Why Rest Is Important: Putting Your Mind & Body at Ease

Why is rest important? What does proper rest do to our bodies?

In Burnout, Emily and Amelia Nagoski explain that women face burnout more often than men. To help prevent this burnout, they recommend getting proper rest to help you relax and stay more productive.

Let’s look at why rest is important and how much sleep you should be getting.

The Importance of Rest

The authors explain why rest is important: if we don’t get proper rest, we will run ourselves into the ground and inevitably face burnout. Rest is a time when we stop using the part of us that’s getting worn out so it can renew itself. Three main types of rest accomplish this purpose: daydreaming, switching tasks, and sleeping.

The authors explain that daydreaming is important because your brain is designed to switch back and forth between focused attention mode and rest mode (daydreaming). This oscillation allows you to reach peak productivity. If you start feeling overworked or burnt out, take a break from focused attention mode (the mode used when working) and do a menial task like washing dishes that allows your brain to wander. You’ll often gain new insights from this daydreaming that will spark your creativity.

But the authors explain that sometimes, your brains want to be in focused attention mode and that daydreaming can be too boring. When this happens, you can switch tasks so that you’re still using your brain, but using a different part of it. For example, if you feel burnt out from completing work tasks, take a break and do something that requires focus but is enjoyable, like painting or completing a puzzle.

Finally, the authors say that your body needs an average of eight hours of sleep per night to function properly. Sleep is the time when your body heals from the damage of the day, your brain grows and learns, and your emotions are processed and regulated. Not getting enough sleep can damage both your physical and mental health.

(Shortform note: The authors suggest that your body needs an average of eight hours of sleep every night to be fully rested and avoid damage to your health. However, experts explain that this number fluctuates based on factors like age, health, and energy level. For healthy adults between the ages of 18 and 64, seven to nine hours of sleep per night should be sufficient—the author’s recommendation of eight hours falls into this range. However, the amount of sleep we need decreases with age—newborns need a minimum of 14 hours while teenagers need eight to10, and older adults over 65 need only seven or eight hours of sleep. Experts add that people with health issues or jobs that are labor-intensive or high-stress may need to add an hour or two to these estimates to be sufficiently rested.)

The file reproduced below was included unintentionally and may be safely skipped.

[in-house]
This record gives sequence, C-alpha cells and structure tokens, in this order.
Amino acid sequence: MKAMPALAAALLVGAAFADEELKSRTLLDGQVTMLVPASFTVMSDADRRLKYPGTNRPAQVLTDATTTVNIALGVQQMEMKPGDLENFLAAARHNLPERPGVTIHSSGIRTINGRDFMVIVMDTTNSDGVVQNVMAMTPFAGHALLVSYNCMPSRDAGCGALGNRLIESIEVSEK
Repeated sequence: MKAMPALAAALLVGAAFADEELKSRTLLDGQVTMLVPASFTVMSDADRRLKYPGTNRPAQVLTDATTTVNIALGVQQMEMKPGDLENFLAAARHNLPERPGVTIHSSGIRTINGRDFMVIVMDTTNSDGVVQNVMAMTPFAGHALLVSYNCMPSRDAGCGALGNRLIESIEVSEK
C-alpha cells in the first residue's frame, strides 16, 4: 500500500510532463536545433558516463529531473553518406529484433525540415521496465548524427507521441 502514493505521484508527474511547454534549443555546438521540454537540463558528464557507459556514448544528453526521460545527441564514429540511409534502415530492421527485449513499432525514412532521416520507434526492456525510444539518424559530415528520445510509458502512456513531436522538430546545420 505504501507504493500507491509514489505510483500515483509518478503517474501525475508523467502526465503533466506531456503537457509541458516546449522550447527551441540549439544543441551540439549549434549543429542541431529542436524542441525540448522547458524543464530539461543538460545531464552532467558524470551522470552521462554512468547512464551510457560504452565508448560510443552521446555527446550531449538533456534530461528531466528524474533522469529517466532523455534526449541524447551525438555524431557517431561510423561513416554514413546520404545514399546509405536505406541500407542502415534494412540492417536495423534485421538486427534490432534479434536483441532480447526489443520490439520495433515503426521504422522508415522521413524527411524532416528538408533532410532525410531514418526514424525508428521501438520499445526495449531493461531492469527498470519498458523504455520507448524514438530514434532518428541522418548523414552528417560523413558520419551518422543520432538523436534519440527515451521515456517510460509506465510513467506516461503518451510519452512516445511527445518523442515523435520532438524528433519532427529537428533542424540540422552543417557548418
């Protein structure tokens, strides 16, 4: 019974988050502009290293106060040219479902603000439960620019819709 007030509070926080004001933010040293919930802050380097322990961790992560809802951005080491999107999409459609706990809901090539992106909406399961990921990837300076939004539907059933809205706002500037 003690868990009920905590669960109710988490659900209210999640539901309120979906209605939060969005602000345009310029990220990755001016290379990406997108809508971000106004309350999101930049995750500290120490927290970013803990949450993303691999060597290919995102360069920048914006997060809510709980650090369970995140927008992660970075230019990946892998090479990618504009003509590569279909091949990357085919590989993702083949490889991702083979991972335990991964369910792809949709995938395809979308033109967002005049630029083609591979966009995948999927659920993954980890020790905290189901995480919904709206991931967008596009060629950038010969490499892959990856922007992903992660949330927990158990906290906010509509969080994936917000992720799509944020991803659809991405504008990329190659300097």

The Two Modes of Thinking: Diffuse and Focused

In A Mind For Numbers, Barbara Oakley refers to these two modes of attention as “focused” and “diffuse.” Like the authors, Oakley explains that your brain is naturally designed to switch between these two modes and that doing so is how we reach peak productivity. However, she provides slightly more detail than the authors do by explaining what’s going on in your brain during each of these attention modes.

Focus-mode thinking is primarily associated with the left hemisphere of the brain. When you’re in this mode, your thoughts travel rapidly along short pathways that connect with other concepts in your mind that are closely related. Diffuse-mode thinking is primarily associated with the right hemisphere of the brain. In this mode, thoughts traverse longer neural pathways between more diverse concepts. Diffuse mode thinking allows you to subconsciously process information gathered during focus-mode thinking but in a different way. This is why it can provide us with new insights, as the authors explain, and help us solve problems that we might have been hung up on while in focus mode.

Why Rest Is Important: Putting Your Mind & Body at Ease

Katie Doll

Somehow, Katie was able to pull off her childhood dream of creating a career around books after graduating with a degree in English and a concentration in Creative Writing. Her preferred genre of books has changed drastically over the years, from fantasy/dystopian young-adult to moving novels and non-fiction books on the human experience. Katie especially enjoys reading and writing about all things television, good and bad.

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